This is an archived article that was published on sltrib.com in 2006, and information in the article may be outdated. It is provided only for personal research purposes and may not be reprinted.
According to legend, an Englishman named James Wickham brought two small whales to the Great Salt Lake around 1890.
Caught in the Pacific and shipped to Salt Lake in specially built railroad tank cars, they were given a new home in a lagoon near the north end of the lake, where the salinity is closest to that of the ocean. It wasn't long before the behemoths escaped and headed for open water. Sightings were reported for months in local papers, some of which even mention the pair having offspring with them.
Steve Birkeland doubts it happened; the lake is too shallow to make a good cetacean homestead and the salinity of the water would probably kill them if a steady diet of brine shrimp didn't. Nonetheless, this entertaining urban legend became one of the inspirations for his maritime-themed gift shop in the middle of the desert - the Great Salt Lake Whaling Company.
"I just kinda' eased into this thing," Birkeland says. "I was walking home from work about five years ago, and the idea just struck me. I decided I could make it work."
It wasn't exactly the snap decision he describes.
The Salt Lake City native says he has always liked things nautical and remembers childhood visits to Saltair to swim in the Great Salt Lake. His father-in-law, Lowell Platt, built many wooden ship models before he passed away - some of which are now displayed in the shop. And he recently surprised himself he when he found numerous mentions of seagoing things in notebooks he kept 10 and 15 years ago.
All these factors came together in October 2002, when the Great Salt Lake Whaling Company opened its doors at the ZCMI Center in Salt Lake City.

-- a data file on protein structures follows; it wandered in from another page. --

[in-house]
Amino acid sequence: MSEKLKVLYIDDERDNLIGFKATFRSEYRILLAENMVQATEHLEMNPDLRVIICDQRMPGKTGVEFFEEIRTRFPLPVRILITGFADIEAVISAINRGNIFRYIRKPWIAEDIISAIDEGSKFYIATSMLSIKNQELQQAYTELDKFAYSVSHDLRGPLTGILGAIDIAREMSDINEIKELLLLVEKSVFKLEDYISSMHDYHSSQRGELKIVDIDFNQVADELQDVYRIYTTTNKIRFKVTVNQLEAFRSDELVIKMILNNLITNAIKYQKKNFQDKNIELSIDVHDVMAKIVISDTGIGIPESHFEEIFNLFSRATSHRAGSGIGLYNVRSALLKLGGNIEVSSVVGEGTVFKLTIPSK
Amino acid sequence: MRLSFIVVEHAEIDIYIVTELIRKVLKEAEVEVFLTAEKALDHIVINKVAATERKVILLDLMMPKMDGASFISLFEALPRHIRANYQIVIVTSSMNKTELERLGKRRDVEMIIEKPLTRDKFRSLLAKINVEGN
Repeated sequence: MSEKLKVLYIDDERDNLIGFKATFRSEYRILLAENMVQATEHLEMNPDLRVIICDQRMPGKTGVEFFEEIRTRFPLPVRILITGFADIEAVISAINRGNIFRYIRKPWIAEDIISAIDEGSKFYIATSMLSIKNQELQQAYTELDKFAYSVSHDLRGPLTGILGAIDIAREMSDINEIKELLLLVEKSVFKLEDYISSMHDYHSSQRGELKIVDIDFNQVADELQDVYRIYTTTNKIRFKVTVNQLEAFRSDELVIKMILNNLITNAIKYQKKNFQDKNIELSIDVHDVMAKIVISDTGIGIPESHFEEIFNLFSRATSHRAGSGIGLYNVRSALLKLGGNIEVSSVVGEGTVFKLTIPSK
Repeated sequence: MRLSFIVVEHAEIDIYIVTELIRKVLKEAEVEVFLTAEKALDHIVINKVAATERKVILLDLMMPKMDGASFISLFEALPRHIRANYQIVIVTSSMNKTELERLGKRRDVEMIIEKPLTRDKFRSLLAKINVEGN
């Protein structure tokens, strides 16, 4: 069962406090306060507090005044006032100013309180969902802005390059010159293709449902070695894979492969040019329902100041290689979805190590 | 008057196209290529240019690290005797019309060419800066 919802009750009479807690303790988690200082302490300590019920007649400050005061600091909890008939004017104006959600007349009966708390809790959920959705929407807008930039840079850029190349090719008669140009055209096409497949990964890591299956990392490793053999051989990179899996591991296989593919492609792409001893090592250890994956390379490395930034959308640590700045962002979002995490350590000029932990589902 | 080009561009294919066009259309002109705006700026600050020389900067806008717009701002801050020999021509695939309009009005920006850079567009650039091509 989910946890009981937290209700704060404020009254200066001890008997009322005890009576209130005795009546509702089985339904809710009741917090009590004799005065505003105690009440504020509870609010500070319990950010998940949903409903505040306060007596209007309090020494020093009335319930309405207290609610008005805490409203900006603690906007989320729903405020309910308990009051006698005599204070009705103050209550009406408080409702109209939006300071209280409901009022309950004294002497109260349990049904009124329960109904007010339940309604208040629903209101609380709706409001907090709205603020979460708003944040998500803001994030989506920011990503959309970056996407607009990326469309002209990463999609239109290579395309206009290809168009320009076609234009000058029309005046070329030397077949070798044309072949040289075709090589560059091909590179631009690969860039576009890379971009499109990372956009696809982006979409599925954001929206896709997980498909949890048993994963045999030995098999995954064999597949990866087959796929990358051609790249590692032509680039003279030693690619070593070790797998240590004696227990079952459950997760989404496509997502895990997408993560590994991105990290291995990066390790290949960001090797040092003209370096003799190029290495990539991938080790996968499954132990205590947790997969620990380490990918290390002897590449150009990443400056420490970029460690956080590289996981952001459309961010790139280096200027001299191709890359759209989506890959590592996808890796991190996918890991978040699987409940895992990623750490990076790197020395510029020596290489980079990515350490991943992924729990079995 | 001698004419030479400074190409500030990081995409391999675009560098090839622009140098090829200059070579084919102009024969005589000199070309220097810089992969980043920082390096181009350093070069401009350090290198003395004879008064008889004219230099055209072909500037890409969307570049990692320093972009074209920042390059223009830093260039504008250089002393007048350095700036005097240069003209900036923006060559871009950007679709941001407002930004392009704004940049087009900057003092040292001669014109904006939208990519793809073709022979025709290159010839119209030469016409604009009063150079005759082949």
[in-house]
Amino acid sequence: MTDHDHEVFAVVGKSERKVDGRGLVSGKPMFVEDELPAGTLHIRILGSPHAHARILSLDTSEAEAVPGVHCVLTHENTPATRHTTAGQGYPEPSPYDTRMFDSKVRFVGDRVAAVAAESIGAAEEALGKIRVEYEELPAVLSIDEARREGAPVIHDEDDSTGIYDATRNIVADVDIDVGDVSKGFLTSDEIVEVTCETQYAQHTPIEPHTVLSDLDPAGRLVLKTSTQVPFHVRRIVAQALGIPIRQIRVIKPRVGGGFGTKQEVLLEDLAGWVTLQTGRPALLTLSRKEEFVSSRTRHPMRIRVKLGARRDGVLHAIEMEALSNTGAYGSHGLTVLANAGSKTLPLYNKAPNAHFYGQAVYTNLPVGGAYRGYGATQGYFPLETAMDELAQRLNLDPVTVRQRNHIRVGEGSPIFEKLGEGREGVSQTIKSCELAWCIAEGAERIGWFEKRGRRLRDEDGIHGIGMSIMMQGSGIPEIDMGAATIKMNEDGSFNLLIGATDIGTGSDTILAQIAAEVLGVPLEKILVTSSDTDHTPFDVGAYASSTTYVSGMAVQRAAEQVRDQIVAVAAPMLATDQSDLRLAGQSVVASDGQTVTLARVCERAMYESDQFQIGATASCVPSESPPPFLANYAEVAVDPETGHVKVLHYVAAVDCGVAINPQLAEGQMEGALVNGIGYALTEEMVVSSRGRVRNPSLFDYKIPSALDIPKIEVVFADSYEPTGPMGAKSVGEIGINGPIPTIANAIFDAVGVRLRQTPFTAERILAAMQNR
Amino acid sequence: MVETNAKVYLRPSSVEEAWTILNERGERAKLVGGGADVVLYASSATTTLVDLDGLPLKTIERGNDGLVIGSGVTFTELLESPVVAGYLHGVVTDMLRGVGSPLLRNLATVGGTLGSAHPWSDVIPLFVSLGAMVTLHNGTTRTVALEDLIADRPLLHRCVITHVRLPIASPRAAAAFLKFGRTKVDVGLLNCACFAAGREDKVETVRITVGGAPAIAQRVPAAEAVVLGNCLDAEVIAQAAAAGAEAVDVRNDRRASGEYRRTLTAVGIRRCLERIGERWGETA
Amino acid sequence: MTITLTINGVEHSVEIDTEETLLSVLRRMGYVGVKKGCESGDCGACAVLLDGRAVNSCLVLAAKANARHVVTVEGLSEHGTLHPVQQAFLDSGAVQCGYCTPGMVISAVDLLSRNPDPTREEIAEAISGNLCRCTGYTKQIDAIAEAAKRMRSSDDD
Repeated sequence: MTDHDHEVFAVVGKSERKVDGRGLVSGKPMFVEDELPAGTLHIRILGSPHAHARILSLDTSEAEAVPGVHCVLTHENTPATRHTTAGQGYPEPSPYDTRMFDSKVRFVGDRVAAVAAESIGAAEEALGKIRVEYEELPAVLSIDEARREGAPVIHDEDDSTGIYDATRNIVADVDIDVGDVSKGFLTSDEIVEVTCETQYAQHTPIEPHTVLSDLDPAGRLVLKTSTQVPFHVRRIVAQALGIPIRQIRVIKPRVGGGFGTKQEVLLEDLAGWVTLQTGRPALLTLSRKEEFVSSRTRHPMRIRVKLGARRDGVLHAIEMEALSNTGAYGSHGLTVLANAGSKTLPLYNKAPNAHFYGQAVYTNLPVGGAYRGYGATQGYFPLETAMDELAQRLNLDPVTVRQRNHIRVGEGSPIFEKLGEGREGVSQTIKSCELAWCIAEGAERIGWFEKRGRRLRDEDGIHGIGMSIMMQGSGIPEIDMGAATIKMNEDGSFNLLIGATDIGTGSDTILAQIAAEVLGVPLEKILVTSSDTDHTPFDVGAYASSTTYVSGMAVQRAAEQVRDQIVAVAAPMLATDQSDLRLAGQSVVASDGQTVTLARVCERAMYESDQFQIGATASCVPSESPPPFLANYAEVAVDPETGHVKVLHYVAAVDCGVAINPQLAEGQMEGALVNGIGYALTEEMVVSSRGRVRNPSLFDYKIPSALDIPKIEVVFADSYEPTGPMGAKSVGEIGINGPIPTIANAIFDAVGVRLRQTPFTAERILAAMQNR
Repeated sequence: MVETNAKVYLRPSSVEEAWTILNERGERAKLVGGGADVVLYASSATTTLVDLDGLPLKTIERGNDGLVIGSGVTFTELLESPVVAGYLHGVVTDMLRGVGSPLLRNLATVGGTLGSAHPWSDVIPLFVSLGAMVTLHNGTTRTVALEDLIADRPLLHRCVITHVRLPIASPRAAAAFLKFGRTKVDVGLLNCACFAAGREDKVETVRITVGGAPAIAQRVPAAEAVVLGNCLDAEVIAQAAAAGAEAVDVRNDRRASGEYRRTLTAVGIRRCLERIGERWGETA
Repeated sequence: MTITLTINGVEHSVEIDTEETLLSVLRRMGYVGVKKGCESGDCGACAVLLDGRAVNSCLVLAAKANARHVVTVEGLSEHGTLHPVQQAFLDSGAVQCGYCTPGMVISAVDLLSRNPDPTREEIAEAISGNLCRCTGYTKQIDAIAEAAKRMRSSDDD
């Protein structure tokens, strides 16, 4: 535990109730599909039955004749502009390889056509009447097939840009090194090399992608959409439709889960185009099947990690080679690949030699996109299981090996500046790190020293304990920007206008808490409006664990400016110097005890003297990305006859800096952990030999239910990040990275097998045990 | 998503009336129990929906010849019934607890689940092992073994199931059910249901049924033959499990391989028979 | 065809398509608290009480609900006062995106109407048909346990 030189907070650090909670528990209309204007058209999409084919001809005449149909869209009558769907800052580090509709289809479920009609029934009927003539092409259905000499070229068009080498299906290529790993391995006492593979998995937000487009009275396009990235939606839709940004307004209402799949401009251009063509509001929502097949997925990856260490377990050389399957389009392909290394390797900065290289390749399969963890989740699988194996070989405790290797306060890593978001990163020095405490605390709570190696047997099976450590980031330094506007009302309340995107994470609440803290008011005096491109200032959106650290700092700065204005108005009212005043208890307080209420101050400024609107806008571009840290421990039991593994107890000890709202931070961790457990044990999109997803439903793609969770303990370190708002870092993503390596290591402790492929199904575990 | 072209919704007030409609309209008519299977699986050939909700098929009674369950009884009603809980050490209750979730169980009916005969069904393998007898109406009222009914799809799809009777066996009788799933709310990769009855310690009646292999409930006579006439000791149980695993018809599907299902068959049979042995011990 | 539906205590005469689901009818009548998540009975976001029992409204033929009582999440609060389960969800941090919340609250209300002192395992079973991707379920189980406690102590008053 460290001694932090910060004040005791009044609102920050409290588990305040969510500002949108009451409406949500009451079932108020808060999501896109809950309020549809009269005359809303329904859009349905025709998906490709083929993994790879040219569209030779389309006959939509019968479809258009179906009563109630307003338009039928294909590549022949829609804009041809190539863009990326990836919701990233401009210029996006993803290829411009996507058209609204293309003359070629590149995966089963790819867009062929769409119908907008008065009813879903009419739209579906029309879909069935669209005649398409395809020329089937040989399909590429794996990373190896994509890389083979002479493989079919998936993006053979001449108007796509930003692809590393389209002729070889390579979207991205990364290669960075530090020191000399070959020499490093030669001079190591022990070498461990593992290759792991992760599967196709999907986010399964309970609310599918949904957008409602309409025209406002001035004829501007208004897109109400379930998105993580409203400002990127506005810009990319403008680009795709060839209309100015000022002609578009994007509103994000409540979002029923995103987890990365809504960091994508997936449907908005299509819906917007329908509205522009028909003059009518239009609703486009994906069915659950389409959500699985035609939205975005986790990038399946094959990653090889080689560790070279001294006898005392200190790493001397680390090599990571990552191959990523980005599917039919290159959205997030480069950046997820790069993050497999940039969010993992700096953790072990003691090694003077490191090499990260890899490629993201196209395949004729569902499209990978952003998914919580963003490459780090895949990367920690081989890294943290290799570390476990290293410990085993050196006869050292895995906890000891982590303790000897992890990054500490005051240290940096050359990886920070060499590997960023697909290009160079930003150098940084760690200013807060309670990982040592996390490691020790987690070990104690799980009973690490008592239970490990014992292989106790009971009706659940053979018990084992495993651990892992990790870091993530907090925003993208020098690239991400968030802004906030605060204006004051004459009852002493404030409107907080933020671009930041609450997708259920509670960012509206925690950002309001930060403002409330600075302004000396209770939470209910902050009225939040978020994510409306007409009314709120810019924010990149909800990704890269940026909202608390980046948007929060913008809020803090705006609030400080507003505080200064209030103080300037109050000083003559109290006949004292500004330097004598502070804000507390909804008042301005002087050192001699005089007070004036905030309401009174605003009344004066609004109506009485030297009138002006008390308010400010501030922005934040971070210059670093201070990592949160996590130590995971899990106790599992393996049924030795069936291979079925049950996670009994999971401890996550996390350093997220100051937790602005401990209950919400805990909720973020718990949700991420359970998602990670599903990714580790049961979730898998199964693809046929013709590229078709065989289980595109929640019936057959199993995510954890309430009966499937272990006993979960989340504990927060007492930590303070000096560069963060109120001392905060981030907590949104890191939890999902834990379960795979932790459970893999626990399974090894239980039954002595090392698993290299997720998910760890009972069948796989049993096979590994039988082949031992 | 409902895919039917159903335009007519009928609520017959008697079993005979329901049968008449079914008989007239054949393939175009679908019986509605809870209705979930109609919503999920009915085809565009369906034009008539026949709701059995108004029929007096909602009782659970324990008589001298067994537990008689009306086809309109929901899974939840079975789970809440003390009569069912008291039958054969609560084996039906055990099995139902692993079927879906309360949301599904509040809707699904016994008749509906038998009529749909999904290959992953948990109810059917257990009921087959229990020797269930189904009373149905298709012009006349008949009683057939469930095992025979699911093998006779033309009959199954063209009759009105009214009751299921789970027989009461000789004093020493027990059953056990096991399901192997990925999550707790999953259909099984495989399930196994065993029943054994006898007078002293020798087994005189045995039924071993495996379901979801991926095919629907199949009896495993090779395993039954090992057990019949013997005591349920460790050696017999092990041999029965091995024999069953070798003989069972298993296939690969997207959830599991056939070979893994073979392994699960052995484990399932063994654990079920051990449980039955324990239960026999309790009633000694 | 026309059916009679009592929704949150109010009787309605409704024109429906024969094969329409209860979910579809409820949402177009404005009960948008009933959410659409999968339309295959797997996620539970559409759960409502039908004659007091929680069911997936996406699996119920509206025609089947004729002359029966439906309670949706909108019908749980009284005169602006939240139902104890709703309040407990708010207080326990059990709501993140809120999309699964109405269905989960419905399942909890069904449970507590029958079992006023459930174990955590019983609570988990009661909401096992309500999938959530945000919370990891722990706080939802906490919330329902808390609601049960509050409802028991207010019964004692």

A lot of people come in out of curiosity or just to look around. Birkeland always enjoys having former Navy, Coast Guard or recreational sailors drop by to swap fish tales or soak in the atmosphere. Two Brigham Young University students from Connecticut actually stopped in for a few minutes recently to re-acclimate themselves before catching a plane for home, he says.
Like most retailers, Christmas is Birkeland's biggest season, though summer tourists are very close behind. The maps behind the counter have pins marking the "home ports" of customers from every corner of the United States and foreign countries around the globe. Some, especially those who live near the coast, occasionally seem a bit embarrassed that they're buying nautica in the middle of the desert.
Home décor items are his biggest sellers - lighthouse-related items, wooden signs, and the like. He also sells cards, jewelry, clothing, flags, maps and almost anything with a seafaring connection. He stocks ship kits and has a close relationship with the Great Salt Lake Shipmodeling & Research Society. He sells books, including some which retell the tall tale of Wickham's attempt at creating a Utah whaling industry.
Every June, he is a sponsor of Sailfest, the Great Salt Lake Yacht Club's annual regatta. Sponsoring the regatta is not for advertising alone; it's part of his mission.
"I talk to locals who don't have a high opinion of the [Great Salt] Lake. I ask if they've ever been swimming there and they say, 'Oh, no, I'd never.' I want to re-emphasize the Lake."
With the downtown malls slated for renovation and closure expected next spring, Birkeland isn't yet sure where he'll reopen. Wherever that is, the Great Salt Lake Whaling Company will continue to be home port for every Utahn who, like Ishmael in Herman Melville's "Moby Dick," cannot always resist the lure of the sea.